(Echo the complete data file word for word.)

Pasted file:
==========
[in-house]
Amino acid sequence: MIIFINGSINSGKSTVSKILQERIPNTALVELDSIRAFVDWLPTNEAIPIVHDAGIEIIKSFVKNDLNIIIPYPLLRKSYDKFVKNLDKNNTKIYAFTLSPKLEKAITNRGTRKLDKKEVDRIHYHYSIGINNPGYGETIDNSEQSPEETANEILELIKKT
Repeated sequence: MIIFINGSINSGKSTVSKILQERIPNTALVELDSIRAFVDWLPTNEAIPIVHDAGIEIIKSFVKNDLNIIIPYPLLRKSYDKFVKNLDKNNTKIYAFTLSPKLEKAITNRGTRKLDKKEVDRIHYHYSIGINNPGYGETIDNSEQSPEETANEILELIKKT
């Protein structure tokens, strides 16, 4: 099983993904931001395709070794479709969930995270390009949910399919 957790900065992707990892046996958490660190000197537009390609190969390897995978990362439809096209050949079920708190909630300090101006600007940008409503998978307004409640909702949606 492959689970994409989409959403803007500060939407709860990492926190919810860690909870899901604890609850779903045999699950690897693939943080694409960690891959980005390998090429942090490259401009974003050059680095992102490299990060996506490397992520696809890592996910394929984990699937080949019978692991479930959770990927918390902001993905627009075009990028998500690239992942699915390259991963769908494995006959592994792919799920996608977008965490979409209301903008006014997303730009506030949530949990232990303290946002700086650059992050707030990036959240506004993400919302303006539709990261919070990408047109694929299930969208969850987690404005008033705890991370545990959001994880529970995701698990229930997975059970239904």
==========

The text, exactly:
[in-house]
Amino acid sequence: MIIFINGSINSGKSTVSKILQERIPNTALVELDSIRAFVDWLPTNEAIPIVHDAGIEIIKSFVKNDLNIIIPYPLLRKSYDKFVKNLDKNNTKIYAFTLSPKLEKAITNRGTRKLDKKEVDRIHYHYSIGINNPGYGETIDNSEQSPEETANEILELIKKT
Repeated sequence: MIIFINGSINSGKSTVSKILQERIPNTALVELDSIRAFVDWLPTNEAIPIVHDAGIEIIKSFVKNDLNIIIPYPLLRKSYDKFVKNLDKNNTKIYAFTLSPKLEKAITNRGTRKLDKKEVDRIHYHYSIGINNPGYGETIDNSEQSPEETANEILELIKKT
């Protein structure tokens, strides 16, 4: 099983993904931001395709070794479709969930995270390009949910399919 957790900065992707990892046996958490660190000197537009390609190969390897995978990362439809096209050949079920708190909630300090101006600007940008409503998978307004409640909702949606 492959689970994409989409959403803007500060939407709860990492926190919810860690909870899901604890609850779903045999699950690897693939943080694409960690891959980005390998090429942090490259401009974003050059680095992102490299990060996506490397992520696809890592996910394929984990699937080949019978692991479930959770990927918390902001993905627009075009990028998500690239992942699915390259991963769908494995006959592994792919799920996608977008965490979409209301903008006014997303730009506030949530949990232990303290946002700086650059992050707030990036959240506004993400919302303006539709990261919070990408047109694929299930969208969850987690404005008033705890991370545990959001994880529970995701698990229930997975059970239904």